The studies excluded from the meta-analysis demonstrated consistent lower grip strength on the contralateral side of patients with unilateral LE than controls in four of five studies23 ,27 ,29 ,30 and medium-to-large strength deficits at other distal and proximal joints of the upper limb.30 ,31 There were no differences for the direct comparison of elbow flexion and extension between the contralateral side of patients and the controls.32
Two studies revealed a substantial increase in strength of the contralateral side of patients compared with controls.23 ,24 One demonstrated increased grip strength on the contralateral side of patients with unilateral LE (SMD −0.59),23 whereas the other demonstrated increased shoulder abduction strength in patients with unilateral rotator cuff tendinosis (SMD −0.44).24 There are several possible explanations. First, it is possible that the augmented strength is secondary to a compensatory increase in the functional use of the unaffected side to protect the injured limb. Second, the patient group might have been stronger than the controls prior to the development of the unilateral tendinopathy as a result of activity, which may underpin the increased use of the limb leading to the tendinopathy.23 Both scenarios could be addressed by the adoption of a prospective longitudinal study design.
Bilateral sensory and motor system deficits in unilateral tendinopathy require consideration in both clinical practice and research for several reasons. First, the findings of this review highlight the importance of inclusion of a healthy matched control group for comparison in studies of features of tendinopathy. Second, the presence of differences relative to controls on both the symptomatic and non-symptomatic sides suggests that there could be benefit from rehabilitation that addresses motor and sensory system features on both sides. Specific training of the contralateral limb may also provide additional benefits to the affected limb through cross education, through the mechanism discussed above. Third, patients participating in sports or occupations requiring rapid bilateral reaction time and movement speed such as trap shooting and boxing, may require specifically targeted training to address deficits that may present bilaterally.
This review has some limitations, which require consideration. The meta-analyses included only a small number of studies with small sample sizes and of only one tendinopathy (ie, LE). There is a clear need for additional studies with larger sample sizes across a range of tendinopathies. The quality of studies varied substantially and was overall quite low. A key limitation was the lack of confirmation of localised tendinopathy using diagnostic imaging. Only two studies required confirmation of pathology with diagnostic imaging for inclusion into the study, and even then neither reported the measure's reliability and only one used diagnostic imaging to verify healthy tendon in controls.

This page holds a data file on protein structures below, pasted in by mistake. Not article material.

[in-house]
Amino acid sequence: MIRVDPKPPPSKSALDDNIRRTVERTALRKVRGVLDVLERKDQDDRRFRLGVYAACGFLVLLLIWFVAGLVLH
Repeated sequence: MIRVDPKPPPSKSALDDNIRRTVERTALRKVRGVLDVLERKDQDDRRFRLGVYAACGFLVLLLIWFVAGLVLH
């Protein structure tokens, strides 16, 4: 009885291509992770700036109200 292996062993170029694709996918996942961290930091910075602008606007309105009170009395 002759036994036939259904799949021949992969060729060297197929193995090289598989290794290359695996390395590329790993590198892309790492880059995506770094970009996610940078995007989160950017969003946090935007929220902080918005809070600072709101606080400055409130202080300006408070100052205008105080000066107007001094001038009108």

In conclusion this review highlights that sensory and motor system deficits are common in the non-injured limb of patients with unilateral tendinopathy, particularly in LE, which has received most attention in literature. These data suggest involvement of the central nervous system in sensory and motor deficits seen in unilateral tendinopathy, which likely contribute to the expression of pain and disability. The results clearly demonstrate that the contralateral side of the body cannot be used as a reference standard for assessment, either in clinical practice or research and that treatments other than those that target local pathology are likely to be required.
Contributors LH, PH and BV contributed to conception, design and construct of the study. LH, EL and BV conducted the comprehensive search, critical appraisal and analyses. All authors contributed to manuscript writing. BV and LH are guarantors of the overall content.
Funding Funding was provided by a Programme Grant (NHMRC Program Grant #631717) and Research Fellowship (PH) from the National Health and Medical Research Council of Australia and an Australian Postgraduate Award scholarship (LH).
Competing interests None.
Provenance and peer review Not commissioned; externally peer reviewed.
If you wish to reuse any or all of this article please use the link below which will take you to the Copyright Clearance Center’s RightsLink service. You will be able to get a quick price and instant permission to reuse the content in many different ways.